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People of color are trained to distrust law enforcement from an early age.
Not only are Black neighborhoods policed more heavily, but numerous studies reveal that Black people are more likely to be treated by police with force and face an increased number of fatal police encounters. None of this is news to the people of color who have lived in these violently policed neighborhoods for decades, but as the spotlight remains on the Black Lives Matter movement, more studies on racially motivated police brutality are emerging
Children of color are trained how to interact with police. It is the reason parents have “the talk” with their children. For those who have had the luxury of not having “the talk,” it goes something like this:
“If you see a police officer:
Always be polite, (but never too polite, it could be seen as sarcasm).
Never run away, (but never approach them, it could be seen as a threat).
Always keep your hands in sight, (but if your hands are already in your pockets, keep them there, or else they’ll say you pulled out a gun, or a knife, or a wallet they thought was a gun or knife).”
These are the survival tactics Black and Brown kids are taught from the moment they are old enough to be made into “hugs” and “gangsters” by police officers. But they don’t work. There is no amount of politeness that will protect children of color from the racist police forces that exist in this country.
Their brutality does not just reign in Black neighborhoods, but in schools across the country. They handcuff Black children for doing things every child does, like 6-year-old Kaia Rolle, who was handcuffed, put in the back of a police car, and taken to have her fingerprints and mugshot taken all for throwing a tantrum in class. Or in the case of 16-year-old Shakara, who was choked and body-slammed by a school police officer for having her cellphone out in math class.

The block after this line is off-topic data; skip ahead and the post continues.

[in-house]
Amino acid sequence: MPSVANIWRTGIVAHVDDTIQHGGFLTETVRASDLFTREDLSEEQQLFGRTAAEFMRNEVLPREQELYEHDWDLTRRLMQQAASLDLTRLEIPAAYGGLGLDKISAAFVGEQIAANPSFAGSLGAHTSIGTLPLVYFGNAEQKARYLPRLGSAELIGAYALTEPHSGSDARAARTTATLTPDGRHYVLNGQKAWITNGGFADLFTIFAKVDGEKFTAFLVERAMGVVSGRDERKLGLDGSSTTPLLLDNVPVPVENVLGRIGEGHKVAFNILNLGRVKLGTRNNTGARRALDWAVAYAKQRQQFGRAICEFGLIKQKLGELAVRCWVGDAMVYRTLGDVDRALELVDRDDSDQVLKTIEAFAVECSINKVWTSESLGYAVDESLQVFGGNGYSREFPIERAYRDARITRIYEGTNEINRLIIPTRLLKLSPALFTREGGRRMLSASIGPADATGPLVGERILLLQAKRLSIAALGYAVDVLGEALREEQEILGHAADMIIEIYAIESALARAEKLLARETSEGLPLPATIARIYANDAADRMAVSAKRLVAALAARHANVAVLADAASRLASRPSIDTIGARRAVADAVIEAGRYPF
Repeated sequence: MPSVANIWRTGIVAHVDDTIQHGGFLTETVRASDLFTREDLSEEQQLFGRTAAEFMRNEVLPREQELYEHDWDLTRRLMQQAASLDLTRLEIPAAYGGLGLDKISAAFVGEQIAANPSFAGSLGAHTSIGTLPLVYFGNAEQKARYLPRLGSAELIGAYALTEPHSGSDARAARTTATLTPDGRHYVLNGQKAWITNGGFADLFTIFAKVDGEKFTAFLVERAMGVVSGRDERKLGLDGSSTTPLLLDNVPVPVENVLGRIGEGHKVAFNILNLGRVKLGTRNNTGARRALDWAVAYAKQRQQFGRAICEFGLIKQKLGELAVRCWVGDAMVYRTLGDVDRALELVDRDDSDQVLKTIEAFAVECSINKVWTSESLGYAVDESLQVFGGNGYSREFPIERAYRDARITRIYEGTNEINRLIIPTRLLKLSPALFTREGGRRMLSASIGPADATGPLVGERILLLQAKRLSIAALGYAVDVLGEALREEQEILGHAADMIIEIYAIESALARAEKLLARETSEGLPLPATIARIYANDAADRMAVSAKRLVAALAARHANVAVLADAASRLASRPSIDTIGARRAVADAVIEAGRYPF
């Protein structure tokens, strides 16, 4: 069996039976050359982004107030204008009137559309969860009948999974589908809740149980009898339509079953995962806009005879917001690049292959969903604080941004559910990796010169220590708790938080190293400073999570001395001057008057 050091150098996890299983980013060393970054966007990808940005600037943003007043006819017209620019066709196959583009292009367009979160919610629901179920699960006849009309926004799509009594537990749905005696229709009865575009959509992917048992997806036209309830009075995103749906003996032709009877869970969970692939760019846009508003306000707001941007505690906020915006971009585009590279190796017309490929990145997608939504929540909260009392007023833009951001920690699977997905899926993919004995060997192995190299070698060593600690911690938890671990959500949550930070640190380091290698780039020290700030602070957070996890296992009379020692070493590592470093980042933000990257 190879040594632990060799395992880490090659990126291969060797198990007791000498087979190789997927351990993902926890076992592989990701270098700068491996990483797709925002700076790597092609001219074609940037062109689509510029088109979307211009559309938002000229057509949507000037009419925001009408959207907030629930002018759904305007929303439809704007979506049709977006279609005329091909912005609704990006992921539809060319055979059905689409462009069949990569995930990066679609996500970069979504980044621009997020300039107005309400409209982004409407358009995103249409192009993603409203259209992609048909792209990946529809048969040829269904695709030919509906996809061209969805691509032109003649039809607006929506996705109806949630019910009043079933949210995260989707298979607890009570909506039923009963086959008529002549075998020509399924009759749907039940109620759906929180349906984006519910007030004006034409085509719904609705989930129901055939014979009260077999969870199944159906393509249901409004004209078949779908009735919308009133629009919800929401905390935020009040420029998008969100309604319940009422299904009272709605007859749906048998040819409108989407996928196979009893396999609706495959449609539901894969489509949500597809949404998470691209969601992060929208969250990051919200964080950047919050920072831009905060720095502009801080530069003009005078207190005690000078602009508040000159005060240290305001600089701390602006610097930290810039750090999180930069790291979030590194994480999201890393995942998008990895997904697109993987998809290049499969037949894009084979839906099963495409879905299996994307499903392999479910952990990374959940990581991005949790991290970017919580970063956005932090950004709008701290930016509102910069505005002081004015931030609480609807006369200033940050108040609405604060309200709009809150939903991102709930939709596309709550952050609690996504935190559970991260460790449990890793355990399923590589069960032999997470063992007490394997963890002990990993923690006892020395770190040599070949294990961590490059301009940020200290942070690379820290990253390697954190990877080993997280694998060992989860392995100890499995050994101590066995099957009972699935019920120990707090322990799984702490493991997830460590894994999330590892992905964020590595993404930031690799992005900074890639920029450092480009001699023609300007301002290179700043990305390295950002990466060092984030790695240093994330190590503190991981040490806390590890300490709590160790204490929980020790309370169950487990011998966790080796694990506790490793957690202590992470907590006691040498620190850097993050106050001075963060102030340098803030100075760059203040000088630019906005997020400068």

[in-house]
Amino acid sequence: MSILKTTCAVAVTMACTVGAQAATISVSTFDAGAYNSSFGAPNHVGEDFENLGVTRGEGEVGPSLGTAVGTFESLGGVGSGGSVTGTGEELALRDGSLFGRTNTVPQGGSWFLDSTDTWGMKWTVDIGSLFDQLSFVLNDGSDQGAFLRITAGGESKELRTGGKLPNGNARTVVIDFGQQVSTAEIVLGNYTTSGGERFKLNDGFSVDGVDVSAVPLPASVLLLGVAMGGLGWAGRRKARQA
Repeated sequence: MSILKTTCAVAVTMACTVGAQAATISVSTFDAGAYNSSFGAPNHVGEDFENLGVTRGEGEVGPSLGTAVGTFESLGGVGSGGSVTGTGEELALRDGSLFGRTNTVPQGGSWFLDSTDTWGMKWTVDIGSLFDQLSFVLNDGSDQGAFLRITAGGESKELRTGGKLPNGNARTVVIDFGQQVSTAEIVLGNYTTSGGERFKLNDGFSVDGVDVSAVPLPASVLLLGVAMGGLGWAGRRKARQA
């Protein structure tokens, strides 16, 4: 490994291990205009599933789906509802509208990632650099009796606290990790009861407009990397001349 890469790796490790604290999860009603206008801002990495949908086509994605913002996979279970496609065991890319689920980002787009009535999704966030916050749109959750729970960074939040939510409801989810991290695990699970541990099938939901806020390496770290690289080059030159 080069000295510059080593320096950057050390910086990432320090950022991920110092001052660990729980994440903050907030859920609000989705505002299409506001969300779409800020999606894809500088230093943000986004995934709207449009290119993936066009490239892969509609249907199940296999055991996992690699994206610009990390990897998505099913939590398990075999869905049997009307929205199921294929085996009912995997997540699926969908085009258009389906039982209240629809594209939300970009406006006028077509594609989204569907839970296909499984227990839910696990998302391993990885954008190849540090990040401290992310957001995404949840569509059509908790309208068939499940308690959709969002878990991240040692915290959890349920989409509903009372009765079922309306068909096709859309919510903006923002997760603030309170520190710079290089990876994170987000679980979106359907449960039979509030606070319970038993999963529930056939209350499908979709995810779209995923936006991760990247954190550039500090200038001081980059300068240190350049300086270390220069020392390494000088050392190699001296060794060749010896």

The stories of police brutality in schools are neverending. While funding continues to be poured into law enforcement departments, funding for education continues to be cut. Schools that have cops do not have guidance counselors, social workers, nurses, adequate books or school supplies, or teachers that are paid nearly enough. Black and Brown children are being criminalized in their own classrooms and expected to continue learning under fear of police violence. As calls to defund the police persist, many cities have taken to doing so by cutting ties between schools and police departments, choosing to invest that money back into the schools themselves.
In today’s episode, Shaun breaks down the brutality children of color face in their schools and the steps that must be taken to ensure this brutality ends.